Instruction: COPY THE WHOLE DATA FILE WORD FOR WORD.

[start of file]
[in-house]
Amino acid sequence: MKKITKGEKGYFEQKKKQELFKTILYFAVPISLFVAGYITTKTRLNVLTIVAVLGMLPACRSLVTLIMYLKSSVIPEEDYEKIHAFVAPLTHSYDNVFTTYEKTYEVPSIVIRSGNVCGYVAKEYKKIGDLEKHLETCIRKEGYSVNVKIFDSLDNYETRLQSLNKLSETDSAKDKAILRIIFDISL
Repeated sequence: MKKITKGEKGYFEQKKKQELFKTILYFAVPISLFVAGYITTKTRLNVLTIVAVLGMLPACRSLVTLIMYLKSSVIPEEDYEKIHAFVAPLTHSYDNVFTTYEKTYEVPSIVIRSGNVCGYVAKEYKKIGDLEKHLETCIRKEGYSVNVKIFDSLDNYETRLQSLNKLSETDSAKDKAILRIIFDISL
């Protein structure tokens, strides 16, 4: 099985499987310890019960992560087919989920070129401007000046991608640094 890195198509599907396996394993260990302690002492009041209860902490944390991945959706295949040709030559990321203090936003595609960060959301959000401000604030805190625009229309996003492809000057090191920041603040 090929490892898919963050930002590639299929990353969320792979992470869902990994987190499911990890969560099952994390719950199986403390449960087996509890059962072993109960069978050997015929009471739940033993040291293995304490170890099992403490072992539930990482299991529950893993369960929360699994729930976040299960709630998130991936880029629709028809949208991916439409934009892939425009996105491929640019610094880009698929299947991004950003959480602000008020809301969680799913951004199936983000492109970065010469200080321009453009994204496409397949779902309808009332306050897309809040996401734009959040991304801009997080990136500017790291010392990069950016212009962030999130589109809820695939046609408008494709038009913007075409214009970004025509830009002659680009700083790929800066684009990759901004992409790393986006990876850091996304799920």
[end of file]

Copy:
[in-house]
Amino acid sequence: MKKITKGEKGYFEQKKKQELFKTILYFAVPISLFVAGYITTKTRLNVLTIVAVLGMLPACRSLVTLIMYLKSSVIPEEDYEKIHAFVAPLTHSYDNVFTTYEKTYEVPSIVIRSGNVCGYVAKEYKKIGDLEKHLETCIRKEGYSVNVKIFDSLDNYETRLQSLNKLSETDSAKDKAILRIIFDISL
Repeated sequence: MKKITKGEKGYFEQKKKQELFKTILYFAVPISLFVAGYITTKTRLNVLTIVAVLGMLPACRSLVTLIMYLKSSVIPEEDYEKIHAFVAPLTHSYDNVFTTYEKTYEVPSIVIRSGNVCGYVAKEYKKIGDLEKHLETCIRKEGYSVNVKIFDSLDNYETRLQSLNKLSETDSAKDKAILRIIFDISL
């Protein structure tokens, strides 16, 4: 099985499987310890019960992560087919989920070129401007000046991608640094 890195198509599907396996394993260990302690002492009041209860902490944390991945959706295949040709030559990321203090936003595609960060959301959000401000604030805190625009229309996003492809000057090191920041603040 090929490892898919963050930002590639299929990353969320792979992470869902990994987190499911990890969560099952994390719950199986403390449960087996509890059962072993109960069978050997015929009471739940033993040291293995304490170890099992403490072992539930990482299991529950893993369960929360699994729930976040299960709630998130991936880029629709028809949208991916439409934009892939425009996105491929640019610094880009698929299947991004950003959480602000008020809301969680799913951004199936983000492109970065010469200080321009453009994204496409397949779902309808009332306050897309809040996401734009959040991304801009997080990136500017790291010392990069950016212009962030999130589109809820695939046609408008494709038009913007075409214009970004025509830009002659680009700083790929800066684009990759901004992409790393986006990876850091996304799920």